Expectations this season were higher, with good reason. A playoff series win against the Raptors or Bulls would be welcome, but without a competitive second round, the Wizards will be treading water in a league of limited pool time. A first-round exit against Toronto … well, let’s cross that bridge if we have to cross it and avoid it until then because I heard it’s not nice there and that there may in fact be trolls which someone should look into probably.

Joining me today is my friend Alex MacMullan (@AMacMull) of ESPN Truehoop’s Sixers blog Hoop76. Let’s get it.

Teams: Wizards at Sixers
Time: 7:00 p.m. ET
Venue: Wells Fargo Center, Philadelphia, Pennsylvania
Television: CSN
Radio: WFED-AM 1500/WNEW-FM 99.1
Spread: Wizards fav’d by 7.5 points (or 4.5 without Wall)

#1) Although the race for Rookie of the Year has been more democratic of late, Nerlens Noel still seems to be a bit behind Andrew Wiggins in terms of meaningful discussion..

What’s the case for Noel pulling a Blake Griffin and snagging a delayed and deserved ROY? 

@AMacMull: The case is stronger than the possibility that it actually happens. The consensus seems to be that Andrew Wiggins is taking it home. The ironic thing here is that I have to believe Michael Carter-Williams winning last year is a factor in Nerlens not getting the benefit of the doubt. Haters aren’t going to stand for 76ers grabbing ROY two years in a row, especially when MCW’s case for the award last year was due in large part to compiling ‘counting stats’ on a very bad team. But really, isn’t Wiggins the one compiling those counting stats this year? Nerlens is ninth in the league in steals and sixth in the league in blocks. That is special and rare. More special and rare than Wiggins’ 16.4 points per game on 43.6 percent shooting. If voters value defense and rim protection and a rookie that is doing something truly extraordinary, then Noel should win.

#2) It is pretty amazing that, given how badly the Sixers were being beaten up early in the year, including a 17-game losing streak, this team has now won 18 games.

That’s more wins than either the Knicks or Timberwolves, and neither of those teams have been put on trial to the extent that the Sixers have. What’s been the catalyst for the relative turnaround?

@AMacMull: It’s interesting. I do think there has been a lot of improvement from individuals over the course of the year, but the winning percentage has actually been pretty steady around 30 percent after the 0-17 start in October and November. As for the individual progress—without entering the Wittman #EffortZone here—for guys like Nerlens, Robert Covington, Hollis Thompson, etc., the improvement is the product of a season of hard work paying off. And for all the talk of GM Sam Hinkie’s willingness to move everyone, the organization is also legitimately committed to developing everyone while they are in Philly.

#3) What’s the post-mortem on the MCW trade?

For the Bucks, it’s been an interesting ride, and one I’m not convinced they meant to take (by which I mean I’m not sure whether they meant for this to improve the team this year or in the future). How has the trade played in Philly? And was it a good one?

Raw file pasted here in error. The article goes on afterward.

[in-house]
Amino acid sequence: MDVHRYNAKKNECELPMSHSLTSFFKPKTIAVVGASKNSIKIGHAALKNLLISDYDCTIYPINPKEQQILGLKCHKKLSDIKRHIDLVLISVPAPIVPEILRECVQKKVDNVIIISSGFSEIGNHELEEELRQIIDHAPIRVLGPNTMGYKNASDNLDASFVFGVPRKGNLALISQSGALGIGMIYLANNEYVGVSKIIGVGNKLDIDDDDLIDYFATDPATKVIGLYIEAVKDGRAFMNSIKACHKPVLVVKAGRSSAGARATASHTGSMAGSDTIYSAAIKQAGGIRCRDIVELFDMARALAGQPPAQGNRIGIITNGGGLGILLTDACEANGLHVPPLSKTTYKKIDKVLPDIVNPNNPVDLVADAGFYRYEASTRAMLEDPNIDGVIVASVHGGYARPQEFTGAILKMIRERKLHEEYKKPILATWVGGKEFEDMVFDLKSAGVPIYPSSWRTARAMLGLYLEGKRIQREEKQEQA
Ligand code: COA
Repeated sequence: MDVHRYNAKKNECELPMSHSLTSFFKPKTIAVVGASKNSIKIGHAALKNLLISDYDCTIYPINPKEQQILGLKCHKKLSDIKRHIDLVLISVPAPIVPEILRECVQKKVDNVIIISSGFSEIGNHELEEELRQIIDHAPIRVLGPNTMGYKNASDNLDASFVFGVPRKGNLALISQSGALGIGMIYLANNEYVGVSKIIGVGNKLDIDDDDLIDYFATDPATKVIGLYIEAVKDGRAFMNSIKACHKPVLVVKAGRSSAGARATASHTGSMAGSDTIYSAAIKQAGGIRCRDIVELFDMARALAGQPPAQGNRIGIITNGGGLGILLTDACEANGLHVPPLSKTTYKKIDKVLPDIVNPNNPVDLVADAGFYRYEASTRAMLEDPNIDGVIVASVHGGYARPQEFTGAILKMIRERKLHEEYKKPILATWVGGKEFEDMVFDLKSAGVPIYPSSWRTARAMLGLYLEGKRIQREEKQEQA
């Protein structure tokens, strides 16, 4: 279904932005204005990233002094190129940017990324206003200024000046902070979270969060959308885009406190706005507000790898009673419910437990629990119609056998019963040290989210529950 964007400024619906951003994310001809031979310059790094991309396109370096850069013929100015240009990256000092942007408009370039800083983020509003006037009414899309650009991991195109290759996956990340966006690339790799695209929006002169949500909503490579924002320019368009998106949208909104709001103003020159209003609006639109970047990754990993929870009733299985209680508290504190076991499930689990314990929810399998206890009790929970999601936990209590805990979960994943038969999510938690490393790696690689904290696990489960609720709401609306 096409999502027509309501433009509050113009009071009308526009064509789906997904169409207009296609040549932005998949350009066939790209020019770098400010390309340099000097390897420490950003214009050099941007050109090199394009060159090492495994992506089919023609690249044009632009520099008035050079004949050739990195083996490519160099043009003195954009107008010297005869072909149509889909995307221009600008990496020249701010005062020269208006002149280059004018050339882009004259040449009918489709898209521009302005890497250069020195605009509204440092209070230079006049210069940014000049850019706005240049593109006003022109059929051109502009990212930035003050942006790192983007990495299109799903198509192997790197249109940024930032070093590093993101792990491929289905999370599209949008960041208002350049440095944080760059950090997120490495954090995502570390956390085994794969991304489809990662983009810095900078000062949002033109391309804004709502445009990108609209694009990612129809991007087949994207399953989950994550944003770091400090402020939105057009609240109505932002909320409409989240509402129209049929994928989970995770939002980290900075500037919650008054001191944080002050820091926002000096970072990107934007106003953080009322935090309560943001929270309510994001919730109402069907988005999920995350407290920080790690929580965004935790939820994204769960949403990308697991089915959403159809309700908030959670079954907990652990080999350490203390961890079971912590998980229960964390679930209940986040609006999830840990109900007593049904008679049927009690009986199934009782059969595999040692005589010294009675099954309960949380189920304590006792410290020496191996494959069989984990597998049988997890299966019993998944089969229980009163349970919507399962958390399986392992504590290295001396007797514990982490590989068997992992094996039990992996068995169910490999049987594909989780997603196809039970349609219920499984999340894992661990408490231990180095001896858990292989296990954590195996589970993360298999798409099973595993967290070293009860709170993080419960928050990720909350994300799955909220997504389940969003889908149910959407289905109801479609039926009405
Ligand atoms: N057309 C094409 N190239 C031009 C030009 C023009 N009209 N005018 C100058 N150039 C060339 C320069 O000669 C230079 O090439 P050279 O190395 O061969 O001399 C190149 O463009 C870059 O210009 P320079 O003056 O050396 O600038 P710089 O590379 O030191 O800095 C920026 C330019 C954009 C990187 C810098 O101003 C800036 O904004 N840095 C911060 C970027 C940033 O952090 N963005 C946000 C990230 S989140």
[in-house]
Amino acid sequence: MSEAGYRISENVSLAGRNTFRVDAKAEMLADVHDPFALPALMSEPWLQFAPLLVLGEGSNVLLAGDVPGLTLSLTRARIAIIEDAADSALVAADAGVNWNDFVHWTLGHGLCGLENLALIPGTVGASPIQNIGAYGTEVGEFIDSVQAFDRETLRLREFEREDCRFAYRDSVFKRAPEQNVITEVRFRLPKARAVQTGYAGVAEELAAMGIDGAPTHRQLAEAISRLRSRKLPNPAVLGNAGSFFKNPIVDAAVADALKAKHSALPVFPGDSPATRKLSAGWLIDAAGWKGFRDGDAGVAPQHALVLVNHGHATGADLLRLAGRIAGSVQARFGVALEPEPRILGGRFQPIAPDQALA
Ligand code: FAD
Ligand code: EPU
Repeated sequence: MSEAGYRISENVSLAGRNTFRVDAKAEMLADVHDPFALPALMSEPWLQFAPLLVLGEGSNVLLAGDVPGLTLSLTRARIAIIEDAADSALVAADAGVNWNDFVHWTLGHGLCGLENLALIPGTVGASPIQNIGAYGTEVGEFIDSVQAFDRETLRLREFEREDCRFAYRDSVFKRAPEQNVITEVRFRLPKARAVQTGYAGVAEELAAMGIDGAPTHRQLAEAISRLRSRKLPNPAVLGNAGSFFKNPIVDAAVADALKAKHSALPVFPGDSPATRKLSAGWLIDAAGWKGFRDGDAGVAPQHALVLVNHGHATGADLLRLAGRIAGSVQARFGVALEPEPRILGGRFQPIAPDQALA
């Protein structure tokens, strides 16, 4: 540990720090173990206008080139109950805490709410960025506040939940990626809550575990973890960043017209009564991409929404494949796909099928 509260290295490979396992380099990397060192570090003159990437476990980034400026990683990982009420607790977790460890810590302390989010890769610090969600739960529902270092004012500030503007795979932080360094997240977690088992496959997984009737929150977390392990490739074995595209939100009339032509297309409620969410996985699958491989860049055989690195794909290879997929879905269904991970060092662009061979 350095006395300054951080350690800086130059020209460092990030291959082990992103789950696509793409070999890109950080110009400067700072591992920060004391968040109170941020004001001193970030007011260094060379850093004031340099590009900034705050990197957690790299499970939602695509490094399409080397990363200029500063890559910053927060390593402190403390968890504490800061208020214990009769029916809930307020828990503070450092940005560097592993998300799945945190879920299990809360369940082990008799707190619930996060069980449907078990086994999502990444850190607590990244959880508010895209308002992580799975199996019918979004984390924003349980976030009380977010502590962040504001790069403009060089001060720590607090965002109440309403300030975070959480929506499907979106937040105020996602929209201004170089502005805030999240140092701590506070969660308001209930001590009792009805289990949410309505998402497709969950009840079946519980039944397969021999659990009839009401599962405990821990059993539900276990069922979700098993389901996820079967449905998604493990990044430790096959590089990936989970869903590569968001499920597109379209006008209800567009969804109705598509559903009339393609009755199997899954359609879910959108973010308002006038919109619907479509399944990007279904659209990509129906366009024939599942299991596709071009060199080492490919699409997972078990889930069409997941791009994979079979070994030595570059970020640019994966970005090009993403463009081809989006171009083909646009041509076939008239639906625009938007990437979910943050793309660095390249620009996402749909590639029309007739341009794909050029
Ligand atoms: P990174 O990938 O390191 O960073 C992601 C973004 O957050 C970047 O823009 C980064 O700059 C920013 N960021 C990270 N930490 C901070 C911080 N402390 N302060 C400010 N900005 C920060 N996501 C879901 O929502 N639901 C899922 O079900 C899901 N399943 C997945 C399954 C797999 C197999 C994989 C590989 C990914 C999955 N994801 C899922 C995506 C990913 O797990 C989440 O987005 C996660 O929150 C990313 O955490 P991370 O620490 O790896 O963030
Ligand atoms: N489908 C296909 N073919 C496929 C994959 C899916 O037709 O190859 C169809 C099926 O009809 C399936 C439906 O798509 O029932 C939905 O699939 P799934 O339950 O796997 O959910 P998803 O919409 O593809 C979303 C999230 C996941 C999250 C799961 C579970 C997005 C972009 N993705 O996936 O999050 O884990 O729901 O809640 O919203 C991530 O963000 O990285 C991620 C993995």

@AMacMull: The city was divided when it happened: the people who mostly just check in with the team every once in a while to say something uninformed and shitty about Hinkie and the organization railed against it and then went back to talking about the Eagles. The people who have paid attention to what the organization is trying to do and to MCW’s shooting issues were maybe surprised it happened when it did but ultimately very happy with the return. The chances that Lakers pick eventually falls in the top 8 or so are high and there’s no way that MCW would have been worth that, as he neared the end of his rookie deal.

#4) Although the personnel is lacking and the offense has been largely ineffective, the Sixers commitment to Moreyball (i.e., the amount of shots that are either 3-pointers or at the rim) has held.

The Morey/Hinkie connection is an obvious one, and there seems to be some genuine carryover in terms of operations as well as on the court. Do you have any sense how much influence Head Coach Brett Brown has when making coaching and instructional decisions with his players, or is his job to execute within the framework that Hinkie and the owners have laid out?

@AMacMullI can’t say I truly know the answer to this. But my sense is that Brown is the driving force behind instructional and coaching decisions with his players. He calls all the shots on the floor, but he always keeps an open mind and is willing to listen to ideas that come from the front office. He and Hinkie seem to have a very collaborative relationship and Brown confirmed as much recently when he sat down on the “Rights to Ricky Sanchez” podcast with Mike Levin and Spike Eskin. For what it’s worth, I do think you’ll see the roster begin to fit that Moreyball framework as the organization solidifies its core. The MCW trade may have been the beginning of this.

  1. Well, actually, all terminal velocities are in some sense the same since no further acceleration is possible, via this equation: V = sqrt ( (2 * W) / (Cd * r * A)
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Conor Dirks
Reporter / Writer / Co-Editor at TAI
Conor has been with TAI since 2012, and aids in the seamless editorial process that brings you the kind of high-octane blogging you have come to expect from this rad website. The Wizards have been an assiduous companion throughout his years on the cosmic waiver wire. He lives in D.C. and is day-to-day.